The Salesforce.com chief continued his spat with Oracle CEO Larry Ellison Wednesday morning -- and you might not see Marc Benioff at an Oracle conference again.
Benioff came out swinging after Oracle cancelled his OpenWorld keynote and relegated him to what will probably be a quieter spot at the show on Thursday morning.
"Oracle is saying we can go on at 8 a.m. tomorrow when the show is over. Thanks, Oracle, for that opportunity,"
"They also offered us an 8 a.m. slot on Sunday on Alcatraz," Benioff quipped. "Thanks for that too, Oracle."
He introduced his mother in the audience, who he said was there because "she's upset with me that I pissed off Larry so much that he cancelled my keynote. So I apologize to my mother as well."
He then laid into the OpenWorld event itself, and the big, engineered software-and-hardware systems such as the Exadata Database Machine that Oracle has been pitching there all week.
"This show has been mostly about a next-generation mainframe, and the disappointment is that when I was at Oracle, when we used to put on OpenWorld, OpenWorld was about ideas and the industry and what would happen next and what we could get motivated about."
"It's just my personal philosophy that this is not the next great thing in our industry," Benioff said. The next big thing for Benioff, of course, is running a business in the cloud with no hardware.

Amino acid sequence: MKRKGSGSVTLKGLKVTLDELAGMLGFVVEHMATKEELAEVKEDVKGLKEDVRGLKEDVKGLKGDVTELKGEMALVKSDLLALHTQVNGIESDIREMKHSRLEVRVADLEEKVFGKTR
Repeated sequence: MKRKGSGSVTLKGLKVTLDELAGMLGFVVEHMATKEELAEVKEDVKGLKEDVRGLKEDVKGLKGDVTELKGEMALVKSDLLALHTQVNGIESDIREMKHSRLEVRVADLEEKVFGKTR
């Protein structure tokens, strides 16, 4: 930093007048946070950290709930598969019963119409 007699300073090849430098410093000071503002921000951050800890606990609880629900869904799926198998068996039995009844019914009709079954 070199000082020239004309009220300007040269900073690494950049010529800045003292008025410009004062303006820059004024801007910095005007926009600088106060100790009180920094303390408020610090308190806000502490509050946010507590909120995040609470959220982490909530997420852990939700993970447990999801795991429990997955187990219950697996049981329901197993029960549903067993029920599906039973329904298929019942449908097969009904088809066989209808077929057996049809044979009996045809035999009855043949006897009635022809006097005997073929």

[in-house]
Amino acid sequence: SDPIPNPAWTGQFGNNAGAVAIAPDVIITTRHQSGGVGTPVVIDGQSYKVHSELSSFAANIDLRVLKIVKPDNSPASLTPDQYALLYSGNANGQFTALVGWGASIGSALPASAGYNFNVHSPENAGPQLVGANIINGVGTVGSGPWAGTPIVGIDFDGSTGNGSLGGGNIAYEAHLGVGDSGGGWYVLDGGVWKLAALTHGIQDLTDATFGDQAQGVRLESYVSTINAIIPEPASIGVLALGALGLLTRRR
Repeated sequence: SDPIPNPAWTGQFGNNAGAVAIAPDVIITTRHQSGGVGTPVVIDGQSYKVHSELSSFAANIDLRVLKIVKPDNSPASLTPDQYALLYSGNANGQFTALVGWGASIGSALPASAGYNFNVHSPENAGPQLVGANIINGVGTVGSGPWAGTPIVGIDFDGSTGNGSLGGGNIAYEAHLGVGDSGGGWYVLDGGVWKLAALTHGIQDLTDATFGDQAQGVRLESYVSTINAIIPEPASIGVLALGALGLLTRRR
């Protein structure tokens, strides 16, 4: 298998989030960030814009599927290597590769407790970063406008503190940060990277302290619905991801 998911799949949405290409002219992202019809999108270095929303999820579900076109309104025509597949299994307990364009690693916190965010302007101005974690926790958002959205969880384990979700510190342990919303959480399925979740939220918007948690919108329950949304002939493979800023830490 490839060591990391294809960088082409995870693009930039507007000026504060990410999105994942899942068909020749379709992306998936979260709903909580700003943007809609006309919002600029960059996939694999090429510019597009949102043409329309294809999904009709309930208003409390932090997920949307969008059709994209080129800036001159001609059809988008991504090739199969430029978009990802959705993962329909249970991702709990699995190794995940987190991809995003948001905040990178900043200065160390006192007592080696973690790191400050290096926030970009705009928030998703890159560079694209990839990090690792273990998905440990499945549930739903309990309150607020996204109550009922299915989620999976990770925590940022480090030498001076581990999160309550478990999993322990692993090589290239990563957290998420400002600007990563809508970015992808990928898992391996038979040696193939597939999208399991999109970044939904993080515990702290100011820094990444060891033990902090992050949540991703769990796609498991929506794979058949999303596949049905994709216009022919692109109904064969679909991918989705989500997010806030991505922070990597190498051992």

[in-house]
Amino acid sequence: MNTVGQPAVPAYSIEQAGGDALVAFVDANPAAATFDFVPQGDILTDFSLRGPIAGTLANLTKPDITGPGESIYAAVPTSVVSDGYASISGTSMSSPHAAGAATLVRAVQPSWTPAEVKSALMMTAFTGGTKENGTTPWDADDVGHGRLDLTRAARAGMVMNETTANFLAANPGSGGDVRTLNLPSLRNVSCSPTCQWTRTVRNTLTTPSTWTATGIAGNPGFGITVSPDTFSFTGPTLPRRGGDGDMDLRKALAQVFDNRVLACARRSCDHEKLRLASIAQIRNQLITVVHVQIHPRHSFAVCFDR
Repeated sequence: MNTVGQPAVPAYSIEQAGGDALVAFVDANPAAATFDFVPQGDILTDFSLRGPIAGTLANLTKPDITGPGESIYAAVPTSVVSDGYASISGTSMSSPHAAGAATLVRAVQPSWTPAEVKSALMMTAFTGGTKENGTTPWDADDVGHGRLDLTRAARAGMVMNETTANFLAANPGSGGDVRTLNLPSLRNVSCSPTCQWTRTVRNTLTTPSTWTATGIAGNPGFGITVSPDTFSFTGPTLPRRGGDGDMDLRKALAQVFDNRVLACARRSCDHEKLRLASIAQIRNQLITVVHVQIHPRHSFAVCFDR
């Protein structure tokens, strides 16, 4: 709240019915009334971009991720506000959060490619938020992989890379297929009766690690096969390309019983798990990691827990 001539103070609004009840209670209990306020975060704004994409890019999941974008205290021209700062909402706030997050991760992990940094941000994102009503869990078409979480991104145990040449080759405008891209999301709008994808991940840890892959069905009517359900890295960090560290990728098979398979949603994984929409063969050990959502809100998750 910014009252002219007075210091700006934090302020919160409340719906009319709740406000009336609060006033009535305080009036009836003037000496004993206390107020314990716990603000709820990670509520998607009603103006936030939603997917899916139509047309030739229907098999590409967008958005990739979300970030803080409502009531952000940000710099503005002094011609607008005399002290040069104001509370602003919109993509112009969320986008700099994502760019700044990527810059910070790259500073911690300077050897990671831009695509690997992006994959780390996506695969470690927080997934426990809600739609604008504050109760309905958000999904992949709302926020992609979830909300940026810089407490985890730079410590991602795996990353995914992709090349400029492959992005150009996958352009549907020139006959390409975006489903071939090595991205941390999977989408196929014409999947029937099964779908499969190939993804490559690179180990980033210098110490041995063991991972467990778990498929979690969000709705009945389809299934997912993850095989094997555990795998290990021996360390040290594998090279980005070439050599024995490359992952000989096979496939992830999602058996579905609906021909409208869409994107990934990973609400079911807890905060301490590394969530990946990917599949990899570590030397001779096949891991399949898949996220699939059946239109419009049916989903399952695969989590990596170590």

"That's the fundamental premise" of why his speech was cancelled, he said.
The spat flared up between the two CEOs on Tuesday, when Benioff tweeted that Ellison had "cancelled" his keynote at the last minute. Oracle has said it didn't cancel the speech but had to move some events around because the show is so busy.
Benioff and Ellison have had a love-hate relationship for years. Ellison was an early investor in Salesforce.com, but Benioff has taken jabs at his former employer on numerous occasions, including at a speech in Boston a few months ago.
On Sunday he republished several Twitter posts from other people who were critical of Ellison's opening keynote at the show; that's been seen as the motivation for moving his speech.